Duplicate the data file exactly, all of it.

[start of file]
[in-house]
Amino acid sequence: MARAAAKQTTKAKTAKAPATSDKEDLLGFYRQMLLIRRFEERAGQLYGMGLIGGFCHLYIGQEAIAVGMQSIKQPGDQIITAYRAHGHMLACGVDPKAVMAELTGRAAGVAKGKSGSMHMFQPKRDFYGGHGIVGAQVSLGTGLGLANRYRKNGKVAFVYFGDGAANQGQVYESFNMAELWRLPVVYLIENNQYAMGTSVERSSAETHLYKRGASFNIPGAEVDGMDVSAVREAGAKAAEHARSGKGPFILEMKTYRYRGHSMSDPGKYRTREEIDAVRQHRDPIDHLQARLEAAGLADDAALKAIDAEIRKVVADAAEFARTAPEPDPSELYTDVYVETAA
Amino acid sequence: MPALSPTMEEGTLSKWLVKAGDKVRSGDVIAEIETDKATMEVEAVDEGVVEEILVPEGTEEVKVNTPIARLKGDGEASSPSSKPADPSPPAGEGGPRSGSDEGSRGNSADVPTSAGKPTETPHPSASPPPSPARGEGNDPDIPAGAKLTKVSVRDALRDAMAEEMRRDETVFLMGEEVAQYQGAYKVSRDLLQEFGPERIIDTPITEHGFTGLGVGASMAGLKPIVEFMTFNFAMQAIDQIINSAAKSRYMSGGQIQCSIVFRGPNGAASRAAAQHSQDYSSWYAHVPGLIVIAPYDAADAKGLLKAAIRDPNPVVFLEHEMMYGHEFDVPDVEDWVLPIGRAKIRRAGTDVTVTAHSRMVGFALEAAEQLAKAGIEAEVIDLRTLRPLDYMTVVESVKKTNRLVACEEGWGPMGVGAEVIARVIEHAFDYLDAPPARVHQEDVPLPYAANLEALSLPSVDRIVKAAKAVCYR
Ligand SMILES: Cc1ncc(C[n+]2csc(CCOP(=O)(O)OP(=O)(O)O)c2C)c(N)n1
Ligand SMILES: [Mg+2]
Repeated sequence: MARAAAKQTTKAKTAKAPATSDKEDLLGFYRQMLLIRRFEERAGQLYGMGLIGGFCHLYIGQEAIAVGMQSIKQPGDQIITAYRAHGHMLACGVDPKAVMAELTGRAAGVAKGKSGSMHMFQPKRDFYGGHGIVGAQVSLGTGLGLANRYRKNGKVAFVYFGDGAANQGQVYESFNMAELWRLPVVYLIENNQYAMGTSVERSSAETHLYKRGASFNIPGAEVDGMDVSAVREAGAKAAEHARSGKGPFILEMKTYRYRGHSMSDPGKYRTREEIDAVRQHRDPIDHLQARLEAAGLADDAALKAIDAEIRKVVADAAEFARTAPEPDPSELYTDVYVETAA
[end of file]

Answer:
[in-house]
Amino acid sequence: MARAAAKQTTKAKTAKAPATSDKEDLLGFYRQMLLIRRFEERAGQLYGMGLIGGFCHLYIGQEAIAVGMQSIKQPGDQIITAYRAHGHMLACGVDPKAVMAELTGRAAGVAKGKSGSMHMFQPKRDFYGGHGIVGAQVSLGTGLGLANRYRKNGKVAFVYFGDGAANQGQVYESFNMAELWRLPVVYLIENNQYAMGTSVERSSAETHLYKRGASFNIPGAEVDGMDVSAVREAGAKAAEHARSGKGPFILEMKTYRYRGHSMSDPGKYRTREEIDAVRQHRDPIDHLQARLEAAGLADDAALKAIDAEIRKVVADAAEFARTAPEPDPSELYTDVYVETAA
Amino acid sequence: MPALSPTMEEGTLSKWLVKAGDKVRSGDVIAEIETDKATMEVEAVDEGVVEEILVPEGTEEVKVNTPIARLKGDGEASSPSSKPADPSPPAGEGGPRSGSDEGSRGNSADVPTSAGKPTETPHPSASPPPSPARGEGNDPDIPAGAKLTKVSVRDALRDAMAEEMRRDETVFLMGEEVAQYQGAYKVSRDLLQEFGPERIIDTPITEHGFTGLGVGASMAGLKPIVEFMTFNFAMQAIDQIINSAAKSRYMSGGQIQCSIVFRGPNGAASRAAAQHSQDYSSWYAHVPGLIVIAPYDAADAKGLLKAAIRDPNPVVFLEHEMMYGHEFDVPDVEDWVLPIGRAKIRRAGTDVTVTAHSRMVGFALEAAEQLAKAGIEAEVIDLRTLRPLDYMTVVESVKKTNRLVACEEGWGPMGVGAEVIARVIEHAFDYLDAPPARVHQEDVPLPYAANLEALSLPSVDRIVKAAKAVCYR
Ligand SMILES: Cc1ncc(C[n+]2csc(CCOP(=O)(O)OP(=O)(O)O)c2C)c(N)n1
Ligand SMILES: [Mg+2]
Repeated sequence: MARAAAKQTTKAKTAKAPATSDKEDLLGFYRQMLLIRRFEERAGQLYGMGLIGGFCHLYIGQEAIAVGMQSIKQPGDQIITAYRAHGHMLACGVDPKAVMAELTGRAAGVAKGKSGSMHMFQPKRDFYGGHGIVGAQVSLGTGLGLANRYRKNGKVAFVYFGDGAANQGQVYESFNMAELWRLPVVYLIENNQYAMGTSVERSSAETHLYKRGASFNIPGAEVDGMDVSAVREAGAKAAEHARSGKGPFILEMKTYRYRGHSMSDPGKYRTREEIDAVRQHRDPIDHLQARLEAAGLADDAALKAIDAEIRKVVADAAEFARTAPEPDPSELYTDVYVETAA